Now comes a new 2006 report from off Washington State, which might be added to the legacy of the Steller’s Sea Cow.
Writing in an “A manatee, off our coast?” in the Chinook Observer of Long Beach, Washington State, September 13, 2006, Captain Ron Malast writes:
There have some unusual sightings and catches along the Washington Coast this summer, but none more bizarre than the sighting of a manatee. While trolling for tuna on a course parallel to the Big Dipper, at about 40 miles off the coast, I received a radio call from a skipper of another charter boat. The skipper, for whom I have great respect as a fisherman and a straight shooter, wishes to remain anonymous for fear of being put in a straight-jacket and sent to a loony bin.
He said, “Did you see that? It was a manatee. It was bigger than a sea lion and about 12 feet long. At first I did not know what it was, but we cruised closer to it and I looked it straight in the eye. I then knew exactly what it was, it stayed on the surface for about two minutes, unafraid and then slipped off into the deep. When my brother, who was also on the charter boat, and I got home, we immediately got on the computer and pulled up a picture of a manatee and it was the same mammal that we had seen that afternoon. I will remember it to my dying day for what it was – a manatee.”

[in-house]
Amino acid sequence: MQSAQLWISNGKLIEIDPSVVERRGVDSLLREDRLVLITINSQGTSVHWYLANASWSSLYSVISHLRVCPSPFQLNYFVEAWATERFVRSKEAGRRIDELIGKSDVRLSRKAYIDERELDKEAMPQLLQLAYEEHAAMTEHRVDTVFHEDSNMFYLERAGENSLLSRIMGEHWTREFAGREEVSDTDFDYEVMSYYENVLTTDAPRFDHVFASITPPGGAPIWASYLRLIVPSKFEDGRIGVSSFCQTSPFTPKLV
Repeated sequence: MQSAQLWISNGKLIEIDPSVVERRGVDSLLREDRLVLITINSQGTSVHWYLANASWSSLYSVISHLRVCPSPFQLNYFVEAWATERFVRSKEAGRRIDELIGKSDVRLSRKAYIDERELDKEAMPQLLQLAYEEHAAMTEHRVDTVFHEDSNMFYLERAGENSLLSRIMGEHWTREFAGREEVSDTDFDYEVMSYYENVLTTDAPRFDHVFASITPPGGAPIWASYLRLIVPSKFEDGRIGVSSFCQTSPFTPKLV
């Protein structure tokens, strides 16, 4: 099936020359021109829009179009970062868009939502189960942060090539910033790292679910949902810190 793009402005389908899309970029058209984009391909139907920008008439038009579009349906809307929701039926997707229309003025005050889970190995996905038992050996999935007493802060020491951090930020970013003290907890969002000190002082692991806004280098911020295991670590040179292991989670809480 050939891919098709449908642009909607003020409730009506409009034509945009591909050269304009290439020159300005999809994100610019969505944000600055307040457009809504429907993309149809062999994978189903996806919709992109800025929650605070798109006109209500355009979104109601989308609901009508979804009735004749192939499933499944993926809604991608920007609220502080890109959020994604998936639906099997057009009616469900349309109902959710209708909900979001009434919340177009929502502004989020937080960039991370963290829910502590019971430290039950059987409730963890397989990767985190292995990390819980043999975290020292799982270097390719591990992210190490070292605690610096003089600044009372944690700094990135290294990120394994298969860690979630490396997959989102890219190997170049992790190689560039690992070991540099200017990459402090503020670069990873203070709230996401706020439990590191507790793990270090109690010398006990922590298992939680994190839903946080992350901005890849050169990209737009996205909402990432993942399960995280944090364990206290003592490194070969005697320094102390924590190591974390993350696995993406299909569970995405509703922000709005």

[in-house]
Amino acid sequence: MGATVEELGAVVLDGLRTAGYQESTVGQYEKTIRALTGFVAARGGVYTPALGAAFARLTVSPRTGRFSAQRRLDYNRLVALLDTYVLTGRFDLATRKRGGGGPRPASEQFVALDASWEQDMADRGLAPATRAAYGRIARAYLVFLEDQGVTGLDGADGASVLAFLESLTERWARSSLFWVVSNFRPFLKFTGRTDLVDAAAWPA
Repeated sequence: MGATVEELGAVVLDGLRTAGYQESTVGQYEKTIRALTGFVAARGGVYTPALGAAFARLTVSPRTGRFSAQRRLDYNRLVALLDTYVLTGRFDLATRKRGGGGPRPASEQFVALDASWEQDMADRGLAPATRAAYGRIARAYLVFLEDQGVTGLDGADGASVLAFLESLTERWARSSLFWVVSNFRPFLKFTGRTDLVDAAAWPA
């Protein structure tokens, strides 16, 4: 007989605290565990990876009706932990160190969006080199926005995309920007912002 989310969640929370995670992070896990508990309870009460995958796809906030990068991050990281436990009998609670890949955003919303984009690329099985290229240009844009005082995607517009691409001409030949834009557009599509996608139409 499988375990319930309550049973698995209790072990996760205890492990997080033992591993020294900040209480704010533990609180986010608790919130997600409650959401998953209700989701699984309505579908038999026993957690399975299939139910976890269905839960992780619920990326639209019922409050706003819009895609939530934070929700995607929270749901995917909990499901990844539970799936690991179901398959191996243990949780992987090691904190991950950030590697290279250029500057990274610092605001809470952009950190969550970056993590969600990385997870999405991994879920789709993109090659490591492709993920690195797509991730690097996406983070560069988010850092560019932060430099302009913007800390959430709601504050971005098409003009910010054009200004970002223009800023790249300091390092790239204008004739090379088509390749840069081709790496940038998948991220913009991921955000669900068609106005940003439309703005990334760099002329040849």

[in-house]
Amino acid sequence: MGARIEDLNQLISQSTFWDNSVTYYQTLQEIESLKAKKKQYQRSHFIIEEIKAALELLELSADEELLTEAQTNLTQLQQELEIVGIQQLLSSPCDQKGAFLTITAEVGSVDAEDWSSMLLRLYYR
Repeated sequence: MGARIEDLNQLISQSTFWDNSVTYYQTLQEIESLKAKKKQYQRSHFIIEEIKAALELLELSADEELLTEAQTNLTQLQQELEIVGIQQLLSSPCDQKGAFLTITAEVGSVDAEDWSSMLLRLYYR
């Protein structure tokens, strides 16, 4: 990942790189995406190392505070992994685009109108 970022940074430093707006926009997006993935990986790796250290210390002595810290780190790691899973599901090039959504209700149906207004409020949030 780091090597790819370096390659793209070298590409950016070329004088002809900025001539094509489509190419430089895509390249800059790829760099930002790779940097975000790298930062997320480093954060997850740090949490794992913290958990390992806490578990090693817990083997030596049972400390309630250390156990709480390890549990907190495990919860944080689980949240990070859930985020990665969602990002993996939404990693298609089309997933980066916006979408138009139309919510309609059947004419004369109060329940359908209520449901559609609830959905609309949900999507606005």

Zoologist Bernard Heuvelmans was one of the first to recognize the fact that Steller’s Sea Cow may not be extinct. More recently mainstream scientists, as cited in the field guide, such as marine biologists Bret Weinstein and James Patton of the University of California have noted that there are vague reports of Steller’s Sea Cows from along the northwest coast of North America and the northeast coast of Asia, in the Arctic Ocean and Greenland. If such reports are not discounted, then Hydramalis gigas stelleri, or a subspecies, may still be alive today.
Click image for full-size version
Loren Coleman is one of the world’s leading cryptozoologists, some say “the” leading living cryptozoologist. Certainly, he is acknowledged as the current living American researcher and writer who has most popularized cryptozoology in the late 20th and early 21st centuries. Starting his fieldwork and investigations in 1960, after traveling and trekking extensively in pursuit of cryptozoological mysteries, Coleman began writing to share his experiences in 1969. An honorary member of Ivan T. Sanderson’s Society for the Investigation of the Unexplained in the 1970s, Coleman has been bestowed with similar honorary memberships of the North Idaho College Cryptozoology Club in 1983, and in subsequent years, that of the British Columbia Scientific Cryptozoology Club, CryptoSafari International, and other international organizations. He was also a Life Member and Benefactor of the International Society of Cryptozoology (now-defunct). Loren Coleman’s daily blog, as a member of the Cryptomundo Team, served as an ongoing avenue of communication for the ever-growing body of cryptozoo news from 2005 through 2013. He returned as an infrequent contributor beginning Halloween week of 2015. Coleman is the founder in 2003, and current director of the International Cryptozoology Museum in Portland, Maine.